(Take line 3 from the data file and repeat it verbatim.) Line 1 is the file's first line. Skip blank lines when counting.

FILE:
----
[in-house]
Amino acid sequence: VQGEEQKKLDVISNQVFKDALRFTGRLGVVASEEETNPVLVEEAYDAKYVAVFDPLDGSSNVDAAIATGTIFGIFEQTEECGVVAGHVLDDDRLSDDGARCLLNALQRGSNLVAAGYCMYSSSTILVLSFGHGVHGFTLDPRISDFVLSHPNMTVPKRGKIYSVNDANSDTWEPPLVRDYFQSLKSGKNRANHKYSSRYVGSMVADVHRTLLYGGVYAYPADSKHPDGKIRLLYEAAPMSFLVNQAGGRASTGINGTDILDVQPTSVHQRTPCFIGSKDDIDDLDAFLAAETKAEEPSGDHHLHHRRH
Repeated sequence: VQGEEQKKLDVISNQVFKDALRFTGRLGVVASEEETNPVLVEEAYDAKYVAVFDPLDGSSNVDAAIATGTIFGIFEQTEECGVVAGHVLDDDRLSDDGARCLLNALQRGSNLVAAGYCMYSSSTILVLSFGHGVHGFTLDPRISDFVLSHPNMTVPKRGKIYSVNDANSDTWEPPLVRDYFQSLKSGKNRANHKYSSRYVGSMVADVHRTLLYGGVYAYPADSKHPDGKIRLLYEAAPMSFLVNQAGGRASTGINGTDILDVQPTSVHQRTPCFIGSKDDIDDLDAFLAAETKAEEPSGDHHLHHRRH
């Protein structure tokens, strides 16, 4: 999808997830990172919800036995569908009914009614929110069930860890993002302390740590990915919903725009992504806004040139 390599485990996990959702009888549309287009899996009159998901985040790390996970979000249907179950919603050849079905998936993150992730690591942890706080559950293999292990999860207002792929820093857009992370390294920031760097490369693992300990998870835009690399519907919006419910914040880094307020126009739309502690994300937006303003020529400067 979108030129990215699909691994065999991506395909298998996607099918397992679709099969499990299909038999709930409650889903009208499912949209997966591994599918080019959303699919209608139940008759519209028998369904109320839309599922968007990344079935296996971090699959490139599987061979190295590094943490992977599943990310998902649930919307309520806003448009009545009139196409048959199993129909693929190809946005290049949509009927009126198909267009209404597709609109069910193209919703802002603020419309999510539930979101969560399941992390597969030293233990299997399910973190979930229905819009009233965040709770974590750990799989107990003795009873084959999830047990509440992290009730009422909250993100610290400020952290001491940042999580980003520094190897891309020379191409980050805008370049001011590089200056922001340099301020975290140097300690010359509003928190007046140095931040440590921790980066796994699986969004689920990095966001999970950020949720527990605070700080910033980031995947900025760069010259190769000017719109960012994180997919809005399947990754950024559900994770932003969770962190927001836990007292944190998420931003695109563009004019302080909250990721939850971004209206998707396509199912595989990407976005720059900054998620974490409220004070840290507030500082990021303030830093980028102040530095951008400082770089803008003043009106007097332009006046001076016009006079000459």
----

Repeated sequence: VQGEEQKKLDVISNQVFKDALRFTGRLGVVASEEETNPVLVEEAYDAKYVAVFDPLDGSSNVDAAIATGTIFGIFEQTEECGVVAGHVLDDDRLSDDGARCLLNALQRGSNLVAAGYCMYSSSTILVLSFGHGVHGFTLDPRISDFVLSHPNMTVPKRGKIYSVNDANSDTWEPPLVRDYFQSLKSGKNRANHKYSSRYVGSMVADVHRTLLYGGVYAYPADSKHPDGKIRLLYEAAPMSFLVNQAGGRASTGINGTDILDVQPTSVHQRTPCFIGSKDDIDDLDAFLAAETKAEEPSGDHHLHHRRH